Three Exercises to Improve Climbing Fitness

Three Exercises to Improve Climbing Fitness

  • Posted by Kaleigh
  • On January 29, 2020
  • Comments

Okay, okay. We get it. You’re strong. But you can always get stronger, even if you’re sending all our black dots. And c’mon … how many of us are crushing those?

But hey! Like Baby Yoda, it IS possible to defy gravity and cruise up the wall. By referencing a few major movement patterns and practicing some key exercises under each, you’ll be sure to tackle your proj and stay injury free (ahh, if only it were that easy…).

Front Trainers Chris Call and Erin Storck provided some exercise ideas for you to jumpstart your workout. Check ‘em out, then sign up for a clinic with Chris and Erin to further your knowledge and training!

Push / Press

Climbing is all about pulling down. But it’s no secret that the “pulling” muscles often get over trained while the opposing “push” muscles are weak as kittens. Rule number one in training for climbing is to develop the oppositional strength, especially for injury prevention. We’ll look at pushing and pressing overhead with the most basic opposition movements to contrast what we use when climbing.

The best way to dial this movement pattern in is by starting with the basics: push-ups. By mastering push-ups while maintaining core and hip stability, you’ll be able to successfully translate this skill into something like the bench press. Plus, if done correctly, push-ups engage your entire body, leaving you with a rock-solid everything.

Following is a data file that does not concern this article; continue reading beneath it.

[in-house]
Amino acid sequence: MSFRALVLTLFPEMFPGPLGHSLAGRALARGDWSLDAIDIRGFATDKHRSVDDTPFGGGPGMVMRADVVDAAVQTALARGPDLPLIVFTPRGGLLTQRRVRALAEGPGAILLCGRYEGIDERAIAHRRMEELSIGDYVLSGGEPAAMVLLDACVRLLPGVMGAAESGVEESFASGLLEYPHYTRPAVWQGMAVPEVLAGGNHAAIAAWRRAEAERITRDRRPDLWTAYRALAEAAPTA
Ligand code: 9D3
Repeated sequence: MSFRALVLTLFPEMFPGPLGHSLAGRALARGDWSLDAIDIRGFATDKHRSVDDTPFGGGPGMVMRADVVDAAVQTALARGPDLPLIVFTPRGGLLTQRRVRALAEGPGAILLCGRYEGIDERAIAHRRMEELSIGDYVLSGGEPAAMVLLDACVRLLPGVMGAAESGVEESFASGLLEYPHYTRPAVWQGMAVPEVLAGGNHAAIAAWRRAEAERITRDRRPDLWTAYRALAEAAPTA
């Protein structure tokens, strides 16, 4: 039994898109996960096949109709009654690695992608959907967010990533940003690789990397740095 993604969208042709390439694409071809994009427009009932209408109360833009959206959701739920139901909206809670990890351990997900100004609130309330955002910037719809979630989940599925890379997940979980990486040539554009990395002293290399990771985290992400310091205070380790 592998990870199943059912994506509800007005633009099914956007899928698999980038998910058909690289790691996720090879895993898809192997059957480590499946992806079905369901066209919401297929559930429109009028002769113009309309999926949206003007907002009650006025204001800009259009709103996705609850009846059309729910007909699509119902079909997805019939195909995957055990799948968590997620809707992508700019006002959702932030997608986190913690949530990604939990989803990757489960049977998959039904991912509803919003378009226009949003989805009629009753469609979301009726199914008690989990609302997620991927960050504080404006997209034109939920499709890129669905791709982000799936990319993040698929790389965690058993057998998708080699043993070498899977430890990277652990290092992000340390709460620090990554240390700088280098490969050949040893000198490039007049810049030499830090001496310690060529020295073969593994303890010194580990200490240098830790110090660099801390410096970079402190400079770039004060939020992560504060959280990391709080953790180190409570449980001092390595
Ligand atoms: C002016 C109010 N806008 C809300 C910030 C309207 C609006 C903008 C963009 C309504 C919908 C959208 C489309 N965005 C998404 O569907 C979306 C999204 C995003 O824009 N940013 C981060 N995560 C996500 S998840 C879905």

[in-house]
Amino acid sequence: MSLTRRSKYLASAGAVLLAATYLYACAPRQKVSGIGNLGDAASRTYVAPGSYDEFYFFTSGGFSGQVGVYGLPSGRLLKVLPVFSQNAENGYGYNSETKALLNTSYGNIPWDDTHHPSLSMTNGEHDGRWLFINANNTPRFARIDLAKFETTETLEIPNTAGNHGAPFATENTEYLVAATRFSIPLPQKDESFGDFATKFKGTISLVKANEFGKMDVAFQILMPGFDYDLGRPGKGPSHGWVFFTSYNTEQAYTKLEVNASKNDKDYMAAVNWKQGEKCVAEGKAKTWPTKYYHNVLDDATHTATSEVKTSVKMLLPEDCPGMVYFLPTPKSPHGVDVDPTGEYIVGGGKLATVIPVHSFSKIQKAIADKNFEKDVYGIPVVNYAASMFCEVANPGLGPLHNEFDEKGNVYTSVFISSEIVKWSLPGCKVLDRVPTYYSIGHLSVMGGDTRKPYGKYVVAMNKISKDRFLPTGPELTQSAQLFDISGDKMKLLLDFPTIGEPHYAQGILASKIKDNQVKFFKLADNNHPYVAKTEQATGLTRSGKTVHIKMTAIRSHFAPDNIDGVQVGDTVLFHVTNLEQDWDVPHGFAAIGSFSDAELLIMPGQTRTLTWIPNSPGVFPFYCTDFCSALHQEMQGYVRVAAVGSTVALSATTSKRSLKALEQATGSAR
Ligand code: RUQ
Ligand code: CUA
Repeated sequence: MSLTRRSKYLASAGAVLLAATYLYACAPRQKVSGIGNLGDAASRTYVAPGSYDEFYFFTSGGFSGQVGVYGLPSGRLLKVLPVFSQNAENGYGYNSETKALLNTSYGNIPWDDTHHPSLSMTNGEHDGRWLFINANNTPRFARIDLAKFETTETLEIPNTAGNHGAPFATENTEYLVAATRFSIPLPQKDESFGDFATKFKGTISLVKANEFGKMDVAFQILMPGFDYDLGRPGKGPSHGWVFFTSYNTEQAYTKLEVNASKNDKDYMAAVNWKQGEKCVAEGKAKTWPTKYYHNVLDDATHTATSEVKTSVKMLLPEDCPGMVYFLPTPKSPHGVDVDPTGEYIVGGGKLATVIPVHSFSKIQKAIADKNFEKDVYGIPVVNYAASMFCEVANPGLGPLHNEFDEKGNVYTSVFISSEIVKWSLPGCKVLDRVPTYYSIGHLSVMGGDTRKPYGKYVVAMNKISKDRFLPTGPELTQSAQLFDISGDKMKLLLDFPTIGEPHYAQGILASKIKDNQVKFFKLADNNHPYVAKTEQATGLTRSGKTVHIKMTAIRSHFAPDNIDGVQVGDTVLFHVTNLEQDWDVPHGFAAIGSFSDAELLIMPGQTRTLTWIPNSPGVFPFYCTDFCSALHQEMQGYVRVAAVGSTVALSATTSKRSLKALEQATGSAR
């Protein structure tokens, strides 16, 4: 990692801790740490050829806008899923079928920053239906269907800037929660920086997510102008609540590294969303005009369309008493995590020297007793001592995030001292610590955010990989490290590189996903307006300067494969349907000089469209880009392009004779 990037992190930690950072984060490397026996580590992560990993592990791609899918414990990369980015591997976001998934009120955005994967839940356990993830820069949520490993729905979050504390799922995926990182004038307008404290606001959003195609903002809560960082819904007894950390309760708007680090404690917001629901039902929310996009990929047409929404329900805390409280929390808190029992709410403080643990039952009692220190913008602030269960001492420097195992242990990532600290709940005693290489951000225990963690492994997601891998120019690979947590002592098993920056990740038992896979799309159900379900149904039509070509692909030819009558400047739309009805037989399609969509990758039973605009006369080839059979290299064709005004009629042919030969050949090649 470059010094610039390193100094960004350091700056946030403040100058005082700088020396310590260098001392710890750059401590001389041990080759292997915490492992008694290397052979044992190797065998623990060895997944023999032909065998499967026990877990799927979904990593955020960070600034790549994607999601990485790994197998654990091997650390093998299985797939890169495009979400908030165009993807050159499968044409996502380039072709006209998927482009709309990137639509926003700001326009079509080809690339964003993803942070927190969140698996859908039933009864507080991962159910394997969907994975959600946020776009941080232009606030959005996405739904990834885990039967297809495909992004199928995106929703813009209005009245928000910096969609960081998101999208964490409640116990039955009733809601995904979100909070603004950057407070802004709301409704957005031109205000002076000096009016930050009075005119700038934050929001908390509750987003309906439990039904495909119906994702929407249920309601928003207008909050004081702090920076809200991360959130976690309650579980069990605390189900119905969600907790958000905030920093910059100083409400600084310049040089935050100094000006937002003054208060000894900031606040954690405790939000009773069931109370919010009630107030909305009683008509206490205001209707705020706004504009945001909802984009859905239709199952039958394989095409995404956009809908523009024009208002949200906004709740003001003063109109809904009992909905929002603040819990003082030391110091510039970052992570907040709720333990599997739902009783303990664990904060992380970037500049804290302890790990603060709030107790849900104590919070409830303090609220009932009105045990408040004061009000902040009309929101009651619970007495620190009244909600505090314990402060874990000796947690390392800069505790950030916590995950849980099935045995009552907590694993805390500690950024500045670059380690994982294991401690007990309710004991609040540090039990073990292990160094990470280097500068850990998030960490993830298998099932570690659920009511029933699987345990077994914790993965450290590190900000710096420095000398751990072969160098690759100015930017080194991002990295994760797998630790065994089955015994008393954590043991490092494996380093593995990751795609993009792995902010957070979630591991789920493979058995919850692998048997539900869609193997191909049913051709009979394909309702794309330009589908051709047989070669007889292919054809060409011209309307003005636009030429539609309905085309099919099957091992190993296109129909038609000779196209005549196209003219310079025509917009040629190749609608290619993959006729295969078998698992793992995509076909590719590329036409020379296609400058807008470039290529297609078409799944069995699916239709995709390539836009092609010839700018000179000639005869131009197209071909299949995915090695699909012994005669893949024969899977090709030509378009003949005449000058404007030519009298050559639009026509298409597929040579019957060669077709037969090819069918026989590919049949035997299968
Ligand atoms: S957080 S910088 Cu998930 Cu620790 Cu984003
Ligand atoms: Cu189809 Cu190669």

Kick off squat movement patterns by perfecting a squat progression. Not only will this help with powerful dynamic moves on the wall, but it’ll also aid in basic, daily living. By doing this correctly, you might even rid of some aches and pains you’re always trying to cure. You can start with bodyweight and then use kettlebells via the goblet squat after honing in this movement.

But let’s not get ahead of ourselves here. Consider registering for one of Chris and Erin’s Kettlebell Clinics to learn more about training with those funny-looking metal balls, as proper technique is key here.


Now that you know of an upper body and lower body movement pattern, let’s not forget about your core! Besides the usual plank, one exercise to work into your routine is knee raises. Find a pull-up bar and some arm slings and start raising up those knees! This exercise is more core-focused with slings than if you were to just dead hang. And be sure to keep your body as still as possible while lifting your hips to 90-degrees.


There are three other major movement patterns and many more exercises you can merge into your gym routine to supplement your climbing specific training, and there is no better way to learn these than from an experienced coach. Consider signing up for a Strength Training for Climbers or Kettlebell Clinic to learn more and get the motivation needed to crush your work out!